Today's giant tech firms are facing increasingly loud calls for government-mandated breakups, and thus an increasingly cloudy future, Barron's reports. As the political winds shift against them, Facebook Inc. (FB), Amazon.com Inc. (AMZN) and Google-parent Alphabet Inc. (GOOGL) may be headed down the same path as earlier tech leaders, such as Microsoft Corp. (MSFT), International Business Machines Corp. (IBM) and AT&T Inc. (T). Fighting off lawsuits that the U.S. government filed against them for alleged monopolistic practices in restraint of trade seems to have had negative impacts on IBM and Microsoft, whose shares have lagged the broad S&P 500 Index (SPX) in the years since these antitrust actions were brought (see chart below). 

Source: Barron's

From Revered to Reviled

Just a few years ago, tech giants such as Facebook, Amazon and Google were widely admired for the advances and conveniences that they had made possible. Now they are the subject of increasing skepticism and outright attacks, coming from across the political spectrum. Facebook and Google are taking heat for facilitating the dissemination of "fake news," for being enablers of foreign meddling in U.S. politics, and for news feeds and search results that allegedly are influenced by the political preferences of those firms. Amazon is drawing fire as an engine of job loss that is turning shopping malls into ghost towns. Facebook CEO Mark Zuckerberg recently drew public ire when he callously used the post-hurricane devastation in Puerto Rico as the backdrop for a virtual reality product demonstration. 

All three companies increasingly worry privacy advocates with their pervasive collection of personal data. Calls for fines, regulation or even outright breakup of these giants are growing. Google already has been fined the equivalent of $2.8 billion by European regulators for favoring its own comparison shopping service in search results. (For more, see also: 5 Big Tech Stocks' Largest Threat May Be Uncle Sam.)

More Monopolistic Than AT&T

As for AT&T, prior to its government-instigated breakup in 1984, it held a virtual monopoly in the U.S. on telephone service and telephone equipment, and its Bell Labs division was one of the most renowned industrial R&D organizations in the world. In 2005, one of the local operating phone companies spun off in 1984, SBC Communications Inc., formerly Southwestern Bell, acquired the battered remains of its old parent, and renamed itself AT&T.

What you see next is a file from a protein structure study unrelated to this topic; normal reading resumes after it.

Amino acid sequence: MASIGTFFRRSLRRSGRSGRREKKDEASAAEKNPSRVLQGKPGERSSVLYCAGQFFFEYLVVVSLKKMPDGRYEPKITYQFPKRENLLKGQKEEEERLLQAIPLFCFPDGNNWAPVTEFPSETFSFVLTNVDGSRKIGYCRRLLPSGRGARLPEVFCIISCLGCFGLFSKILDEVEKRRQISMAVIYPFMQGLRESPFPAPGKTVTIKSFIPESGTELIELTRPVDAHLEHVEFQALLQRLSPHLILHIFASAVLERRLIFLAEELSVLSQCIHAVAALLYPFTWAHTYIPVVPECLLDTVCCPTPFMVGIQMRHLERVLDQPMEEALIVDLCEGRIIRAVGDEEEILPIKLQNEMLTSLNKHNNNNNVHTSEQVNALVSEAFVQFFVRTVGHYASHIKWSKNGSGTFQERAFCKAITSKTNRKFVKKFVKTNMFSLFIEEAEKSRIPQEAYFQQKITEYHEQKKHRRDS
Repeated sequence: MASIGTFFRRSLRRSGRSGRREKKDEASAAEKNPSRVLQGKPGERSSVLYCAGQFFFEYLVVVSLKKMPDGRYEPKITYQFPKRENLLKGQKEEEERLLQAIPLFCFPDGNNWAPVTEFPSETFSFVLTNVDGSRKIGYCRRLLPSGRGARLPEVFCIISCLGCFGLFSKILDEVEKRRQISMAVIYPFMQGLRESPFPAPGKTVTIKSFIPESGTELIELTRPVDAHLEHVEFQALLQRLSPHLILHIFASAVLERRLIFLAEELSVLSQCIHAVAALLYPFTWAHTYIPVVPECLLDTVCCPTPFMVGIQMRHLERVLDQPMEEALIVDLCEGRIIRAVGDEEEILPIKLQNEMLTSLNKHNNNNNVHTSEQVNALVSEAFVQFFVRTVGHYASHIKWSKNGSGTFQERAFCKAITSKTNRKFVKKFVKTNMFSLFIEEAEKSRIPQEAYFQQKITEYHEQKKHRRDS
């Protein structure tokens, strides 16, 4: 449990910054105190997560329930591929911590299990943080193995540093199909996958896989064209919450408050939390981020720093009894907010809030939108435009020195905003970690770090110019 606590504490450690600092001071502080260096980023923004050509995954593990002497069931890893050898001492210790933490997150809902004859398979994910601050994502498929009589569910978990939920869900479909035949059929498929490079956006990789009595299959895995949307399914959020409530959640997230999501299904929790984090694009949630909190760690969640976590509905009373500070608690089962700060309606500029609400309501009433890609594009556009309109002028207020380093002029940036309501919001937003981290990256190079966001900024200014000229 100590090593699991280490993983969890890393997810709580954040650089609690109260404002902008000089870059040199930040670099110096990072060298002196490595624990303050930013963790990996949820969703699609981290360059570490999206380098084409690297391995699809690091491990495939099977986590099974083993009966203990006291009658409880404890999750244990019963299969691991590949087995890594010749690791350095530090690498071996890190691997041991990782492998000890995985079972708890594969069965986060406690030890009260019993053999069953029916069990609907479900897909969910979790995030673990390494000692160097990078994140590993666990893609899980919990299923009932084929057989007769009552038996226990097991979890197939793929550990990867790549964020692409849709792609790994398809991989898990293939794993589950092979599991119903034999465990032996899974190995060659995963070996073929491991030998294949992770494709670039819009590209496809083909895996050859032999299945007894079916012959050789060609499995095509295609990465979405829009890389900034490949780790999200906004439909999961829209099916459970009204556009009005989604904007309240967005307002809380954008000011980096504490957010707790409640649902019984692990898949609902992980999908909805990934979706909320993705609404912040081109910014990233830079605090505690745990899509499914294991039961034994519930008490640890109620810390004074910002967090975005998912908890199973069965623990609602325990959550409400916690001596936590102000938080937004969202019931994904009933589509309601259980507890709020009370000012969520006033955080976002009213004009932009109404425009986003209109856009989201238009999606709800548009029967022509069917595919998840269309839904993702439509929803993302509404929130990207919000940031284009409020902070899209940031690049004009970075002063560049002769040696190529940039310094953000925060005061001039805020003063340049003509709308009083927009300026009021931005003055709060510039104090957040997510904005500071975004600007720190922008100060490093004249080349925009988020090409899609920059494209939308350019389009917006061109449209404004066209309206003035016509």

The pre-1984 AT&T employed over one million people and operated in an era when landline phones were the backbone of communications, before the commercialization of cellphones (a technology that it had developed), and before public internet. Nonetheless, venture capitalist Bill Maris, formerly the CEO of Google Ventures, believes that Facebook and Google exert more control over their markets today than did AT&T in its prime, Barron's says. As a result, he would not be surprised at all by a government-ordered breakup of today's tech behemoths.

Distracted by Antitrust

Before the age of personal computers, IBM dominated the market for mainframes. Barron's believes that the federal antitrust suit launched in 1969 distracted management for years, and possibly opened the door for nimbler upstarts such as Apple Inc. (AAPL) to assume leading positions in the new market for PCs.

The U.S. Department of Justice (DOJ) sued Microsoft in 1998 for attempting to leverage its near-monopoly in PC operating systems into a monopoly in web browsers as well. The suit alleged that, giving its Internet Explorer browser away for free to purchasers of its Windows operating system, Microsoft's intent was to drive rival browser company Netscape out of business. A judge ruled that Microsoft should be broken up, but this was overturned on appeal. Nevertheless, rival software developers Oracle Corp. (ORCL) and SAP SE (SAP) were among the competitors that outperformed it subsequently, as the chart indicates. (For related reading, see: Slumping FANG Stocks Losing Their Luster.)

Echoes of the Microsoft Suit

Google was founded in the year of the suit against Microsoft, Barron's notes, adding that its development of Gmail and Android, as well as Apple's launch of the iPhone, would diminish the importance of the PC and Microsoft Windows. Meanwhile, echoing the case against Microsoft, Alphabet is the subject of antitrust action in Europe alleging that it is restraining trade by bundling its Google search engine with its Android operating system for mobile devices. Allegations also are being made, per Barron's, that Amazon's Echo speakers and Prime membership are being priced at or under cost in an attempt to win yet more shopping customers, eliminating yet more retailers in the process.

 

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